Posted on: June 28, 2022 Posted by: AKDSEO Comments: 0

Center Square reporter Jon Styf — who was part of that Twitter Spaces thing I participated in last week — has gotten hold of the Tennessee Titans‘ lease — via a public records request by Justin Hayes, who organized that Twitter Spaces thing, small world — and took a look to see what exactly it requires in terms of state-of-the-art stadium upgrades that team owners claim would cost the city $1.8 billion, so they may as well have taxpayers build them a new one. And the answer is:

[The lease] calls for the Titans to be provided “a modern, first class, open air, stadium designed primarily for football, with a grass playing surface, to be located on the Stadium Site.”

Okay, that’s not actually the full answer, because how does the lease define “first class”?

The lease defines “comparable facilities” as first-class sporting and entertainment venues of similar age, built within 10 years of each side of Nissan Stadium that include Carolinas Stadium in Charlotte, Jacksonville Stadium, Joe Robbie Stadium in Miami, Coors Field in Denver, Jacobs Field in Cleveland, The Ballpark at Arlington, Oriole Park at Camden Yards in Baltimore, Comiskey Park in Chicago, Olympic Stadium in Atlanta and BancOne Stadium in Phoenix.

The only time “comparable facilities” appears in the lease outside the definition, however, is when it stipulates that “Cumberland shall furnish at the Facilities all personnel and services customarily furnished by stadium operators at Comparable Facilities, including, without limitation, personnel and services related to parking, ticket taking and sales, security, concessions, gift shops, program sales, janitorial services and similar functions and duties.”

The full lease is here and here. It’s really long and I’m still going through it, but I’m not immediately spotting any “state of the art” clauses that would require the Titans’ stadium to be upgraded to match other new ones; I’m also not spotting anything that even allows the Titans owners to break their lease if upgrades aren’t provided, though it’s possible that’s hidden in some clause I haven’t got to yet.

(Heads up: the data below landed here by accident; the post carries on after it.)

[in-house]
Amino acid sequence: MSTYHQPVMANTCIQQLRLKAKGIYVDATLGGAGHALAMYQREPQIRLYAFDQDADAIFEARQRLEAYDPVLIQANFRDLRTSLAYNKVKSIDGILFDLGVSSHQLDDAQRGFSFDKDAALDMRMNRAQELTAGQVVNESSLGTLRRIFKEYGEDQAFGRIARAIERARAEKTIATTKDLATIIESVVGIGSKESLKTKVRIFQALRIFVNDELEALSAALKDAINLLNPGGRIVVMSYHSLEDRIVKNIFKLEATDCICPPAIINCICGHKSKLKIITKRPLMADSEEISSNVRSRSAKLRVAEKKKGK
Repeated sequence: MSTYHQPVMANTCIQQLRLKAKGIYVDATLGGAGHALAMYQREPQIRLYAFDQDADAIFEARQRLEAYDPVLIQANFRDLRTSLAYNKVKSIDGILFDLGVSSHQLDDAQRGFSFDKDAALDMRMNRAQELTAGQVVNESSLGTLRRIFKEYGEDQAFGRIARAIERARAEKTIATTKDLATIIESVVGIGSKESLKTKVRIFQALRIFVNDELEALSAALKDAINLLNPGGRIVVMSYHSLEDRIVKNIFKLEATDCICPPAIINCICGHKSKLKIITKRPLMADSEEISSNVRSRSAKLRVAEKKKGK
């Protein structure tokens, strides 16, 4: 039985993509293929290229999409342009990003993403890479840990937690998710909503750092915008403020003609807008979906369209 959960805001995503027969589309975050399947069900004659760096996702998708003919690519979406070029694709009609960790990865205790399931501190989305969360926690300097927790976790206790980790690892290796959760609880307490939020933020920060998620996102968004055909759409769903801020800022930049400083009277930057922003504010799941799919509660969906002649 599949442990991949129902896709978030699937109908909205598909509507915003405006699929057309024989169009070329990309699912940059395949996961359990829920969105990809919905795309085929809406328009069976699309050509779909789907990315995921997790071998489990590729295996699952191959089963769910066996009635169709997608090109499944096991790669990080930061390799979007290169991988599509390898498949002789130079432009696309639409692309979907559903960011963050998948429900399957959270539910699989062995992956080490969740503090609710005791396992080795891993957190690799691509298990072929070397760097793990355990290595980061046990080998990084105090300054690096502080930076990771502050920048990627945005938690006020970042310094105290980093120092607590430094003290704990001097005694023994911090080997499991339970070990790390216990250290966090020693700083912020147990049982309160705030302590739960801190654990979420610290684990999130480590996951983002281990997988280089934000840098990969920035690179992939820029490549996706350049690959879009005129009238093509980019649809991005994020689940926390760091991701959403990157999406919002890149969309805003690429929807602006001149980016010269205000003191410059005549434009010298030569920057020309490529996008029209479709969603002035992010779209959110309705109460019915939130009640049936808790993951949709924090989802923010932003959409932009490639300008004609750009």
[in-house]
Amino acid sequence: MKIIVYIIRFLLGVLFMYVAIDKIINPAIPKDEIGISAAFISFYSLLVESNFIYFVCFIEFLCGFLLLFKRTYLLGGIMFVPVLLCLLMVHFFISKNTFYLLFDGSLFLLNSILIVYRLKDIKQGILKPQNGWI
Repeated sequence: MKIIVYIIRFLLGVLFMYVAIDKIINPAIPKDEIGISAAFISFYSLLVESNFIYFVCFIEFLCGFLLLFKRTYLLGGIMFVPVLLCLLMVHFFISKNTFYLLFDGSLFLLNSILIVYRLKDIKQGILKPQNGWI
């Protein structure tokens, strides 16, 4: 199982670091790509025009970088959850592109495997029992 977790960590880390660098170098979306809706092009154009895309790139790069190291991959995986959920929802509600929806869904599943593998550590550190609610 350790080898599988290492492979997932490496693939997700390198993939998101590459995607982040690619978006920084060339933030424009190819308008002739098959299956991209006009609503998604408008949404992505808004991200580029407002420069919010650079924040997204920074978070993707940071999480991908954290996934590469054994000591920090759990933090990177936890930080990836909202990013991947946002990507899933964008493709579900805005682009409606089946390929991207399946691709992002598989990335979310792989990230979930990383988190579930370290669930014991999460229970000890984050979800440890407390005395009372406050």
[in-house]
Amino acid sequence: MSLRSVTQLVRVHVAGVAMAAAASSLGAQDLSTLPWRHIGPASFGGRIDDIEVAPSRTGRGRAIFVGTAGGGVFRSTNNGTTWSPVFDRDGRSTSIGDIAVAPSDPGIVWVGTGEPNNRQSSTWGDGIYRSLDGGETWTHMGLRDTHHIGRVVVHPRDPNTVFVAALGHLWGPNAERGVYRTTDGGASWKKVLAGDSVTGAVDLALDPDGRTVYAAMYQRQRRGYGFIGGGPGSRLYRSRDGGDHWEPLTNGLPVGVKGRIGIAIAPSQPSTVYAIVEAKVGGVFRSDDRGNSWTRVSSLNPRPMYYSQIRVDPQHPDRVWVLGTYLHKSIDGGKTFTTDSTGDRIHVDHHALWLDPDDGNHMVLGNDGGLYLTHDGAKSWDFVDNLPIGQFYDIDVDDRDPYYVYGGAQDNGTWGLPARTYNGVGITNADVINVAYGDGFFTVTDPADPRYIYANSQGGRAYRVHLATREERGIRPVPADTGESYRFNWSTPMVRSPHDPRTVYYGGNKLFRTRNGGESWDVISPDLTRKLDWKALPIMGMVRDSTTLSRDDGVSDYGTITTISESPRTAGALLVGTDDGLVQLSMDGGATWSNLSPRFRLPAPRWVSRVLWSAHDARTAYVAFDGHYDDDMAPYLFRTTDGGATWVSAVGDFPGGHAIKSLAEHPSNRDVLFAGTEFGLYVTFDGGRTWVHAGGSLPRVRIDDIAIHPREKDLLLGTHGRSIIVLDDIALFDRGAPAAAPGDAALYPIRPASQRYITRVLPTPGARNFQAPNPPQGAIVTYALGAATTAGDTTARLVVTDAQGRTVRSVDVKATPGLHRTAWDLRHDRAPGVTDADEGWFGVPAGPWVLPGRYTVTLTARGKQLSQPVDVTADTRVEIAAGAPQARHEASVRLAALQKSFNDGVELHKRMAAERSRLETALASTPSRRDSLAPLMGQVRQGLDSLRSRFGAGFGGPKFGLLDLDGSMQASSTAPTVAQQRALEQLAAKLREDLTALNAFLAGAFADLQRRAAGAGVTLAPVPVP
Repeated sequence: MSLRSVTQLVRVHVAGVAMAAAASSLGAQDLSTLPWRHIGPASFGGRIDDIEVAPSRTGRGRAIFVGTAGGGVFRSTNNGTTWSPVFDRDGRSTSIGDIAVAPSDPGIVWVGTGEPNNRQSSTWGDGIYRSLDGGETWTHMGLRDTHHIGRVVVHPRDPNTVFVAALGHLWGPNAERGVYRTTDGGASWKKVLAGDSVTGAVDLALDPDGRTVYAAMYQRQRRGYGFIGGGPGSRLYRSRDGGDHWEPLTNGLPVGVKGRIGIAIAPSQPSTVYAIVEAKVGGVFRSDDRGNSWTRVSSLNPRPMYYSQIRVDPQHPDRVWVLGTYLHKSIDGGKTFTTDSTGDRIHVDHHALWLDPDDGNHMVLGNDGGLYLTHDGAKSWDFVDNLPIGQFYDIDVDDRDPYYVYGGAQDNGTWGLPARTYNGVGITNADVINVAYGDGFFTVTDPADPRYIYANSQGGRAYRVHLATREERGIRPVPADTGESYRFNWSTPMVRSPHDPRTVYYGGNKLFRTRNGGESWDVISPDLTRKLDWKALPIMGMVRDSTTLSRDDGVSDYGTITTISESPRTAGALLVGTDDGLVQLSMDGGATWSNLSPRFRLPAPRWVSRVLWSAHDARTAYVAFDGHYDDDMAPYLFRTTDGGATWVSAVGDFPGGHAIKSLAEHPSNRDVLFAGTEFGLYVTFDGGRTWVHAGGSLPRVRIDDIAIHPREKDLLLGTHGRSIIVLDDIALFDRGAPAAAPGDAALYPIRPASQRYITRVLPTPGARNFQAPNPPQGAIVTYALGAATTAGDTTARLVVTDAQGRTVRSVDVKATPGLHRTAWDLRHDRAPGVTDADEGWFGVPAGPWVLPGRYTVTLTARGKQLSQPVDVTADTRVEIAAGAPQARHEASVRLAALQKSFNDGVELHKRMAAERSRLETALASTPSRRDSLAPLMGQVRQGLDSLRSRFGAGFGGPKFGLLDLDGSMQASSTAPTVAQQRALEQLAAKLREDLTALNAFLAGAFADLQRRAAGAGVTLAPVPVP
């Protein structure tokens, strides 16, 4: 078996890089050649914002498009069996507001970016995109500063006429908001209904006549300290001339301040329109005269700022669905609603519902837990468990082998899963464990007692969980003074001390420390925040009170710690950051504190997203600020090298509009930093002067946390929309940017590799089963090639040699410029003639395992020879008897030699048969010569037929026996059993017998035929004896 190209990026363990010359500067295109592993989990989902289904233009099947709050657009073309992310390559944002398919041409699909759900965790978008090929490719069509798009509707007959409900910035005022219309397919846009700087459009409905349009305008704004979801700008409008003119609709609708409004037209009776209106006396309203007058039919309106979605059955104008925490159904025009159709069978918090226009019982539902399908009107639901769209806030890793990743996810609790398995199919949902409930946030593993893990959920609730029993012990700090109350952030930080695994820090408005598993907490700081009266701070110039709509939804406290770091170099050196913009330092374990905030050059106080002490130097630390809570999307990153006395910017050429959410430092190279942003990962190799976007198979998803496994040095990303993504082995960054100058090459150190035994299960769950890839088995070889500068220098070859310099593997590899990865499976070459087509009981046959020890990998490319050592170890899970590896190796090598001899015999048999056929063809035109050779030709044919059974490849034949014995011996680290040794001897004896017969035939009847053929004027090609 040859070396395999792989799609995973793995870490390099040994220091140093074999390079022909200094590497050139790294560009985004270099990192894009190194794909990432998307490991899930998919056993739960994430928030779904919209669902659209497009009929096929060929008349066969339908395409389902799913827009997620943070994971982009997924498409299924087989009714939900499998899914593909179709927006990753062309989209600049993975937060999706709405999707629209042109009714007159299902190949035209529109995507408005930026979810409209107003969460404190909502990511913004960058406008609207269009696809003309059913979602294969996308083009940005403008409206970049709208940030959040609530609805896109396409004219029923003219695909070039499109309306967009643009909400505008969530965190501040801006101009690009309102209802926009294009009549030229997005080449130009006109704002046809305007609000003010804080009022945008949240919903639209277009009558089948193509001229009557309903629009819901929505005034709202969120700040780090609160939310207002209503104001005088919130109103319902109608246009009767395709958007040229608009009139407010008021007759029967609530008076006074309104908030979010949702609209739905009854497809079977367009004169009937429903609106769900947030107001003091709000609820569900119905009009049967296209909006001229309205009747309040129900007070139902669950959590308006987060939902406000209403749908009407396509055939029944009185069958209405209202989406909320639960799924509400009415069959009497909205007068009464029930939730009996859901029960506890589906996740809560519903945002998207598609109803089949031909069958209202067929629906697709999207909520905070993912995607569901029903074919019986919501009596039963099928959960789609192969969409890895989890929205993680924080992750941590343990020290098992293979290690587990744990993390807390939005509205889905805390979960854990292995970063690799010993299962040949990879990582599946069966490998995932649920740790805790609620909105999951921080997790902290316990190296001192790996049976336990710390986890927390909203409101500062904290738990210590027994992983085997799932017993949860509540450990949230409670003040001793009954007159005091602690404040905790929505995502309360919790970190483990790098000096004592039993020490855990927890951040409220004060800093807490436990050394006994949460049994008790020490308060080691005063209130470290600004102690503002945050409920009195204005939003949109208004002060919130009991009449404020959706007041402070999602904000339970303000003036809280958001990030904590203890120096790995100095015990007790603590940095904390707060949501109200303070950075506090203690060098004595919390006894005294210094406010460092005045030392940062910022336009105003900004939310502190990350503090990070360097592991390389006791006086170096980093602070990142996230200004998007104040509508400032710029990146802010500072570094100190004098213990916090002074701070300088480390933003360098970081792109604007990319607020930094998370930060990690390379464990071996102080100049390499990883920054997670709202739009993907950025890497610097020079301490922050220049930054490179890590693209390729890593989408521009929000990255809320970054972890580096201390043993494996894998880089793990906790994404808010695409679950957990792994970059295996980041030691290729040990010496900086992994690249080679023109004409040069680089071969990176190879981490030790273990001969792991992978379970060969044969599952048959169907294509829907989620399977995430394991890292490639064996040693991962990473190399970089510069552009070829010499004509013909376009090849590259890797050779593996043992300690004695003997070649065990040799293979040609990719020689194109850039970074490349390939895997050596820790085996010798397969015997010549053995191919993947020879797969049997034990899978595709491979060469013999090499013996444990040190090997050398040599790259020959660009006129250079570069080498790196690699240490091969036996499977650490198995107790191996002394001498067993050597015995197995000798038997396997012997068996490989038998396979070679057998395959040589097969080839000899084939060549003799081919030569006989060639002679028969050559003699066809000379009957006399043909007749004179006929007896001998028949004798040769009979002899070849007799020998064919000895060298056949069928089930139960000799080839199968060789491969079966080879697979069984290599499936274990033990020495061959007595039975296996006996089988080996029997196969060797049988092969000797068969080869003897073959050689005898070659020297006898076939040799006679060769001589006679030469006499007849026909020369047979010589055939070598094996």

So if the lease says what it appears to, Nashville is just on the hook for providing a stadium that matches other stadiums of its own age in terms of “personnel and services”? That maybe doesn’t sound like an $1.8 billion job. Kennesaw State economist J.C. Bradbury — who also appeared on Thursday’s Twitter Spaces panel — tweeted on Friday that “the case that Nashville is on the hook for $1.8 billion in repairs to Nissan Stadium is kind of weak”; he had previously noted that one of the comparable stadiums, the Miami Dolphins‘ former Joe Robbie, just got a complete overhaul for $350 million, so the Titans’ claimed tab seems a little extreme.

Overblown renovation cost claims have always been a major part of the stadium playbook: “The Home-Field Disadvantage” was Step 1 in the “Art of the Steal” checklist Joanna Cagan and I presented in our book. Most recently, New York Gov. Kathy Hochul claimed it would cost $862 million to renovate the Buffalo Bills‘ current stadium, only for it to turn out that much of that was for blinging it up with new clubs and “decoration work,” and for an independent engineer to determine that the real cost would be more like $123 million. Obviously, every stadium (and every lease) is different, but past history certainly argues for getting a second opinion before just taking team execs at their word.

For Nashville, some of this should be resolved if the city of Nashville goes ahead with hiring a consultant to see what the city’s lease obligations actually are, but the Metro Council didn’t get around to voting on that at their meeting last week. The next council meeting in July 5 — we’ll see what happens then.